Notes from a fascinating world.
The world is like a bazaar, full of interesting odds and ends, and I've been exiled into it. This is my all-over-the-map (literally and metaphorically) attempt at capturing some of the world's many wonders.
For an atheist, I sure visit a lot of churches.
And mosques, and temples, and synagogues, and monasteries of all stripes, places of worship of all creeds.
In light of the disastrous fire at the iconic Notre Dame Cathedral this week, I have been pondering my love of houses of worship despite my negative attitude toward religion.
As an atheist, all religions are vaguely offensive to my sensibilities. As far as I’m concerned, the primary function that organized religion serves is to insist on obvious falsehoods and to make the populace more gullible to even further falsehoods. Witness the bizarre belief among a great many Americans that, like Cyrus the Great, the current president occupies the White House because God specifically put him there.
And as a traveler, I have heard a great many outlandish tales about religious places and relics. I tried very hard not to laugh in Sri Lanka, for example, when a local pointed to the spot where the Buddha supposed landed after flying down from India, Superman style. In Jerusalem, I visited the house where they claimed the Last Supper had occurred, only to learn promptly that the house wasn’t built until about a thousand years after the Crucifixion. In Ethiopia, I visited the church that, according to Ethiopian tradition, held the Ark of the Covenant, only they wouldn’t let any outsider actually see it. In Armenia, I visited the monastery that allegedly kept the Holy Lance, or the Spear of Destiny, the spear with which the Roman centurion Longinus pierced the side of Christ upon the cross. Except there were also alleged Holy Lances in Rome, Vienna, and ancient Antioch. In Istanbul, the Topkapi Museum proudly displayed the “Staff of Moses” and the “Turban of Joseph,” both looking suspiciously new.
From Paris we heard the cries of relief that the Crown of Thorns, which Jesus supposedly wore on his head on the cross, was saved from the fire. In reality, the crown in Notre Dame had been given to St. Louis in 1238 by Baldwin II, the ruler of Constantinople during the Frankish occupation of Byzantium. Before Constantinople, the Crown probably spent a few centuries in Jerusalem. But the truth is that there was no mention of any Crown of Thorns being saved from the Crucifixion until the 5th century, some 400 years later. In my estimation, then, there is almost no chance that Notre Dame crown is genuine.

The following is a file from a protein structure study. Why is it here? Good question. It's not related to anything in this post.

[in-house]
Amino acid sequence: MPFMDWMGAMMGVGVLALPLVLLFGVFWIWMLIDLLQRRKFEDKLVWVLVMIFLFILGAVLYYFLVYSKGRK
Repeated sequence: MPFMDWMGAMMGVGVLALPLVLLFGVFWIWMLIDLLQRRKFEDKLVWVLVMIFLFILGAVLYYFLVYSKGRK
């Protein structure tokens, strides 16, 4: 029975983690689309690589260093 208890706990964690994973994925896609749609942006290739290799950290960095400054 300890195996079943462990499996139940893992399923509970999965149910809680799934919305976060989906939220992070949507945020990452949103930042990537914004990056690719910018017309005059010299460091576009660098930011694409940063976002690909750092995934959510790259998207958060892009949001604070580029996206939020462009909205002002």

And St. Louis? St. Louis was King Louis IX of France, and in real life he was a terrible king. A religious fanatic, he wasted France’s blood and treasure on the Crusades, punished blasphemy by cutting off the offender’s tongue and lips, and burned the Talmud and other Jewish texts. His canonization was based on these awful policies. It was no surprise that he would be the one to bring back the alleged Crown: it would have been well known to medieval hucksters that good King Louis paid a fortune for supposed relics.
And yet I loved Notre Dame when I visited it. Had I been there when the fire broke out, and had it been up to me, I certainly would have tried to save as many of the relics as I could, even as I believed that they were fakes. I can say the same for all the other houses of worship that I have visited.
I cannot buy into any religion. But at the same time, religion holds great interest for me. I pride myself on having read the Bible from cover to cover and on knowing at least a few things about the doctrines of major world religions.
And I see clearly enough that, God or no God, there is in the makeup of humanity a sense of the profound, a sense of the sacred, a sense of the mystical — which is all to say a sense of the divine. It is this instinct for the divine that is our natural faculty for contemplating the most important things in our existence: life and death, good and evil, where do all things come from, how ought we to live, and does anything we do actually matter?
For almost the entirety of human history, religion in one form or another has been the vehicle for expressing that instinct. And for about as long, we have built places of worship in which to invest possessions most precious to us. Precious not because they are made of gold or silver or bedazzled with precious jewels, although they often are. Precious because in them we endow our greatest hopes and deepest fears. It was why Michelangelo painted the ceiling of a chapel, not a town hall. It was why countless, and nameless, artisans across Asia devoted entire lifetimes to carving images of gods and bodhisattvas. It was why settlers building a new home in the New World usually started by erecting a church.
I am an atheist. But for as long as I travel, I will always take the time to visit houses of worship.
Writer, traveler, lawyer, dilettante. Failed student of physics. Not altogether distinguished graduate of two Ivy League institutions. Immigrant twice over. "The grand tour is just the inspired man's way of getting home."